"Institutions housing systematics resources should develop business plans that bring taxonomic services into the market, and explicitly show how taxonomic infrastructure is supported, as appropriate to the mission and needs of the institution and its clients and funders, including those representing the long-term public interest. Institutional leaders should review internal budgeting and public relations procedures to demonstrate the value that is produced by taxonomic research and resources both within the institution and via collegial exchange of services and information. They should help the staff develop a new outlook on their own value and potential as the economic paradigm shifts to one of taxonomy (including basic research) as a valued commodity. Grant applications, collaborative research projects, and contracts should include direct or reciprocal compensation for measurable taxonomic services such as identifications and curation of voucher specimens. Institutions should educate trustees, donors, government sponsors, and taxpayers that the "public good" of taxonomic services is spread widely across society and hence justifies core funding of research infrastructure and basic research as a social benefit."

Read the entire report here.

Sunday, August 27, 2006

More ant blogs

I recently discovered several new blogs devoted to ant-y things and thought i would share them.

First is which is connected to antbase but apparently only has 2 posts as of this moment. I hope that changes soon because I enjoyed the two posts that were there.

From there I found biosyscontent and biodivcontext which are both written by Donat Agosti (the antbase blog is written by Donat and Roberto Keller). Both are still fairly sparse in entries, but hopefully that will change soon. I am a little unclear about the exact focus of both of these blogs -- he could really use some sort of subheading underneath the titles, but they are both clearly ant-aligned and interesting. It is nice to get some viewpoints from a senior myrmecologist who I assume has a lot more information on what's going on behind the scenes in the ant world. I myself have no idea what is going on. It is also nice to hear somebody willing to state a controversial position or bring to light a controversy. I'm not sure why. Maybe I just want to beef up on my myrmecological gossip. Or maybe it is just nice to have these controversies acknowledged publicly, like a dysfunctional family that can no longer ignore their issues. And hey, if people don't agree with what he is saying, start your own blog! In truth, I am somewhat astonished at the paucity of ant-related blogs. Sadly, I believe it is due mostly to the aging myrmecological community. I support any new ant content on the internet.

Anyway, I was then directed towards SemAnt and IPhylo, written by Roderic Page. These blogs seem to be more focused on computer interfaces to search or organize taxonomic data. Very interesting stuff.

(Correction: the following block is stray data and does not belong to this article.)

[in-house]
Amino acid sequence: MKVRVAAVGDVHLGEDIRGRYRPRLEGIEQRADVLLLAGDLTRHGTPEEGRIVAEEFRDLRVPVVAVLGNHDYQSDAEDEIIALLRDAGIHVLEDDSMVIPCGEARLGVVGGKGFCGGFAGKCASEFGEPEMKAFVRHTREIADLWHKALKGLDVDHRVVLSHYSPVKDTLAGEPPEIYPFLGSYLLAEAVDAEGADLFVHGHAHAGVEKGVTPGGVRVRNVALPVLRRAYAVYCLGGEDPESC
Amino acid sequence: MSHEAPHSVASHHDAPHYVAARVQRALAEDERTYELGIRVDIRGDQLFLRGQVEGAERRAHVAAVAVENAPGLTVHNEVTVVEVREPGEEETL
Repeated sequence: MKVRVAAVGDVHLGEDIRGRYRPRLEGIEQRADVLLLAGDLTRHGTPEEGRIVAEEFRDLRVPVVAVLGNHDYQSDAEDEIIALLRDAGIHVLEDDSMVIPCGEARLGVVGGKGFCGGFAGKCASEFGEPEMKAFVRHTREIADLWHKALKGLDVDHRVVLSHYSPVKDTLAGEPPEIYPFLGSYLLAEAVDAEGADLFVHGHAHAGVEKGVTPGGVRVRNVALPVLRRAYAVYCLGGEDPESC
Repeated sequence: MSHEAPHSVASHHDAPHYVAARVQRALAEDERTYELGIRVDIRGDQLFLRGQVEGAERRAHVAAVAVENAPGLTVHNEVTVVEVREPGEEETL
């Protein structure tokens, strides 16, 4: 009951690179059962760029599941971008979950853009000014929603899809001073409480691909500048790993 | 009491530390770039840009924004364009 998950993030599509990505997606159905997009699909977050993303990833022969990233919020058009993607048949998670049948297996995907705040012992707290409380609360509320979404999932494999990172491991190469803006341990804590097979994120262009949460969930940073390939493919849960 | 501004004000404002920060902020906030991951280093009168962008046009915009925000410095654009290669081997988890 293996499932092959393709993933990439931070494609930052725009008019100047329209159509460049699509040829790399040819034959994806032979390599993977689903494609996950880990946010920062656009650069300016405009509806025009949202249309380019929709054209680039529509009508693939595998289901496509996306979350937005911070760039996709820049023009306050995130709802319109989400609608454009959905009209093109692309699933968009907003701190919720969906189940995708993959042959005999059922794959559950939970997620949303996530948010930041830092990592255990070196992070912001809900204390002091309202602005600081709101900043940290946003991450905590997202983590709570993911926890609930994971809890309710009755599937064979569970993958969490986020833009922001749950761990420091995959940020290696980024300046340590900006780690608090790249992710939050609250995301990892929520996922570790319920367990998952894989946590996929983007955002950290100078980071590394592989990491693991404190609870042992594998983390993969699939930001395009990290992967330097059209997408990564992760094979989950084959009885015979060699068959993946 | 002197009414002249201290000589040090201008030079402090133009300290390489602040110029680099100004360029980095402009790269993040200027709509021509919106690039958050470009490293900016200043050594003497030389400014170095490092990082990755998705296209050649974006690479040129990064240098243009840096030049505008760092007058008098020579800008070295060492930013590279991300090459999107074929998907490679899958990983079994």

Monday, August 21, 2006

The economics of ants

Let's talk about ebay some more. You can buy a lot of mounted specimens of butterflies, beetles, spiders, moths, even centipedes, but you almost never see ants for sale, unless they are in amber. Why is that? I get that they are just not as colorful or large as other insects and so don't appear to be as spectacular (although of course we know they are most definitely spectacular!), so I can see why people who like to collect pretty things wouldn't be interested, but what about myrmecologists? If I collected some spectacular ant -- let's say a Thaumatomyrmex -- wouldn't some ant geek (like me) be willing to put out some cash to own one? To be able to look at it under their own microscope, add it to their collection, show it off to friends? Leaving aside any ethical considerations about whether it should be in a museum or whatever. I just don't get why there is no market for that sort of thing. Does anybody have any thoughts? I would really like to know.

The other thing I don't get is the whole economics of ant taxonomy. It seems to be a fact that there is a lack of ant taxonomists. It also seems to be a fact that there is plenty of work for ant taxonomists to do. Talk to any myrmecologists and I suspect they all have boxes and boxes of specimens that they need to get to that may never see the light of day. The Harvard Ant Room certainly does. And there is still a ton of revisions that need to be done, descriptions that need to be written, phylogenies that need to be worked out. And very few people to do them all. Right at this moment, I would love to find someone to help me sort, pin, identify my ants -- but there's nobody. Anyone with the skills and/or interest is already doing it and busy with their own work. All of that would seem to indicate that there would be a market for ant taxonomists but somehow it doesn't work out that way. The job market is, as far as I can tell, miniscule, and not getting any larger. And so there is no incentive whatsoever for anyone to become an ant taxonomist. I'm not really sure what the answer to this problem is, but I find it quite perplexing and frustrating. And depressing.